For people of my generation, one of the watershed events of our youth, one of the benchmarks by which we measure the passage of time, was the assassination of President Kennedy in 1963. I was in the seventh grade when it happened, too young to have a very mature political perspective. All I knew was, he was the President of my country, the father of two young children, and he had been brutally murdered. To this day, I cannot hear the Navy Hymn, Eternal Father, strong to save, without getting a lump in my throat, because I associate it so strongly with hearing it played incessantly as President Kennedy’s flag-draped coffin was drawn through the streets of Washington while millions of Americans watched on television. Many times, I have watched a dramatic portrayal of that trip to Dallas, and knowing full well how it was going to turn out, found myself glued to my seat in anticipation, subconsciously hoping that there will be a last-minute change in the parade route, or that Oswald’s gun will jam, or that the Secret Service will discover the plot and save the President’s life, that it will be like every other TV movie and have a happy ending.
But it never happens that way. Every time, it ends . . . the way it ends, and the assassination takes place.
I sometimes experience the same pattern of feelings when I read an account of the events leading up to the crucifixion of Jesus. What if he takes the advice of his disciples and decides not to go up to Jerusalem? What if Judas changes his mind and tells the authorities where they can put their thirty pieces of silver? What if somebody like Nicodemus is able to convince the Sanhedrin to take a deep breath and count to ten before dragging Jesus in front of the Roman governor? What if Pontius Pilate develops a political backbone and refuses to be bullied by the Jewish leaders? What if God the Father sees the anguish of his only Son in the Garden of Gethsemane, and decides that he cannot, after all, go through with the plan? These and a host of other “what ifs” come to mind, and I look for the story to somehow develop differently, some way that will spare Jesus the shame and the humiliation and the sheer pain of death on the cross.
But it never does. It always ends the same way: Jesus dies. But then I stop and ask myself, “Why did God let that happen?” And then the answer comes back, and hits me like a ton of bricks: for me! God forsook Jesus in that moment for me. God chose my interests, over the interests of his only Son.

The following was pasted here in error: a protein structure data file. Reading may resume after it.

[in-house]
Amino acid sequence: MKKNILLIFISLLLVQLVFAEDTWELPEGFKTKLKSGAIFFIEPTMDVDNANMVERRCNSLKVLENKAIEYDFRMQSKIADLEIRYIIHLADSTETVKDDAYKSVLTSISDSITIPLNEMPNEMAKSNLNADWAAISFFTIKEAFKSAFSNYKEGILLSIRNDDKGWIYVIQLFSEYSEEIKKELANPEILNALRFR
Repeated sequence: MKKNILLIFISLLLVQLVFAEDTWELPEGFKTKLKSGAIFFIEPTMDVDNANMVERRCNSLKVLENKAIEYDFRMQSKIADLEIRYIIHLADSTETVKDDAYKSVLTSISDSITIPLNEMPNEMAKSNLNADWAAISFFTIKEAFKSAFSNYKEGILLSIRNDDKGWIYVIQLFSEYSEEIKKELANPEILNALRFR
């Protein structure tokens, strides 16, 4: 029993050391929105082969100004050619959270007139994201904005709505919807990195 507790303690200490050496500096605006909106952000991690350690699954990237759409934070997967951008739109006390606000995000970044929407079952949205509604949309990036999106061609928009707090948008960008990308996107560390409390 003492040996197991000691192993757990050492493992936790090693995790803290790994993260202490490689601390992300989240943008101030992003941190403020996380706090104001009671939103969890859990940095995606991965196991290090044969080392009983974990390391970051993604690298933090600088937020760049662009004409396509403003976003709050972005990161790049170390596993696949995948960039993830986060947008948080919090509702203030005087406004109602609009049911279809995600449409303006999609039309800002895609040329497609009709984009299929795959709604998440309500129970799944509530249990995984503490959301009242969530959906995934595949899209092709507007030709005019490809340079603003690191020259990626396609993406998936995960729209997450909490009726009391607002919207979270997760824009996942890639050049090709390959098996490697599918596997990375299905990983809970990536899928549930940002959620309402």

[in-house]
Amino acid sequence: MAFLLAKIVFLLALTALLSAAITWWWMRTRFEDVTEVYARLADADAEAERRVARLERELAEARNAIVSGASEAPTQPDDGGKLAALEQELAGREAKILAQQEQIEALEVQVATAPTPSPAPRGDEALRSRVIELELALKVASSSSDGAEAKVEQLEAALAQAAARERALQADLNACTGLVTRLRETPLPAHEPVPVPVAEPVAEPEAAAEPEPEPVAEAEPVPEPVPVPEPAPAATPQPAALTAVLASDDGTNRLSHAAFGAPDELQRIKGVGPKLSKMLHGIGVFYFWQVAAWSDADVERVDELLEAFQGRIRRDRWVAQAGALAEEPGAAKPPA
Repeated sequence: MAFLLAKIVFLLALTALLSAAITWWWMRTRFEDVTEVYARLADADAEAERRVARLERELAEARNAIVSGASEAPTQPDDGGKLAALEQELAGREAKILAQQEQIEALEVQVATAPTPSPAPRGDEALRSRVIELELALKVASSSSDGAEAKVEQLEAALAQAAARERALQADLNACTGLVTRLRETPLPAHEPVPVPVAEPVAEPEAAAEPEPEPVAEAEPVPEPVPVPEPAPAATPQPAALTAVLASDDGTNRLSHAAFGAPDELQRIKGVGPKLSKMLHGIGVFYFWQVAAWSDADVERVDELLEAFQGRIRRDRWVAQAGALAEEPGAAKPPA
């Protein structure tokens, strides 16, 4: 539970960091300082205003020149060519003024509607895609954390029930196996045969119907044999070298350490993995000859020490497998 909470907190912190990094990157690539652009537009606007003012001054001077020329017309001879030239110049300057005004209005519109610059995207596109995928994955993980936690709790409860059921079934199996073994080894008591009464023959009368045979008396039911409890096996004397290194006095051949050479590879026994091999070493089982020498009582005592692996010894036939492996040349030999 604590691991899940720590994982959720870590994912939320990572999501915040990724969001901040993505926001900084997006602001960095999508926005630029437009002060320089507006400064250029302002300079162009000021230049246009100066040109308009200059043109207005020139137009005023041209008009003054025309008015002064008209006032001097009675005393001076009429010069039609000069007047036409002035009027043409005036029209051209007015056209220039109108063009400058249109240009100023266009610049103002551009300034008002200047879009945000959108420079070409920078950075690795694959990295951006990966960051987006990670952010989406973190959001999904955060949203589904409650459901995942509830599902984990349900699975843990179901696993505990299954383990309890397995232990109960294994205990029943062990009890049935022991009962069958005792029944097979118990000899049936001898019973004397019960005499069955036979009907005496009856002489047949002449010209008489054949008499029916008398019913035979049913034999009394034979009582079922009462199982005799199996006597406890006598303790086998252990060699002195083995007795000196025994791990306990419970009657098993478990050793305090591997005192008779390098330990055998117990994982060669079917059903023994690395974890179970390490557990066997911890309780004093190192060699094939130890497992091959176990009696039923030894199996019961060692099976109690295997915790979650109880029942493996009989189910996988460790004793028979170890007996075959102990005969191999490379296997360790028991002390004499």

Because God loved Dan Martins, he sent his only Son to be born of a woman, to share my human nature, and to suffer death on the cross in order to save me from the consequences of my sin. The lips that shouted “Hosanna” when he entered Jerusalem were my lips, and the lips that shouted “Crucify him” in the courtyard of Pontius Pilate were also my lips. In the words of one of my favorite Holy Week hymns,
Who was the guilty?
Who brought this upon thee?
Alas! my treason,
Jesus, hath undone thee.
‘Twas I, Lord Jesus,
I it was denied thee:
I crucified thee.
So what if Jesus had decided not to go up to the earthly city of Jerusalem? I would forever be denied entrance into the heavenly city of Jerusalem. What if Jesus had never been handed over to the authorities? I would be forever handed over to the authority of a law which can only remind me of my failure and inadequacy. What if the Sanhedrin had not decided to get serious and bring Jesus to be tried by Pilate? I would be perpetually on trial, with no basis for my defense, no grounds on which to plead for mercy. What if Pontius Pilate had blown the whole thing off and ordered Jesus’ release? Jesus would be free, but I would be a slave, a slave to the power of sin and death. And what if . . . what if God the Father had decided to grant Jesus’ request from the Garden of Gethsemane that “this cup pass from [him]?” If the “cup” of suffering and death had passed from Jesus, then I would have to drink it until I drain the dregs, and then over and over again, without any meaning and without any hope. I would have no respite in an earthly existence that is nasty, brutish, and short—and the prospect of an eternity that is nasty, brutish, and long, cut off from love, cut off from beauty, cut off from goodness, cut off from God.
Come to think of it, I guess I’m glad the story of the Passion ends precisely the way it does. And my heart today is filled with gratitude and adoration and love for the Crucified One—the One whose death takes away the sting of my own. I adore you, O Christ, and I bless you, because by your holy cross you have redeemed . . . me.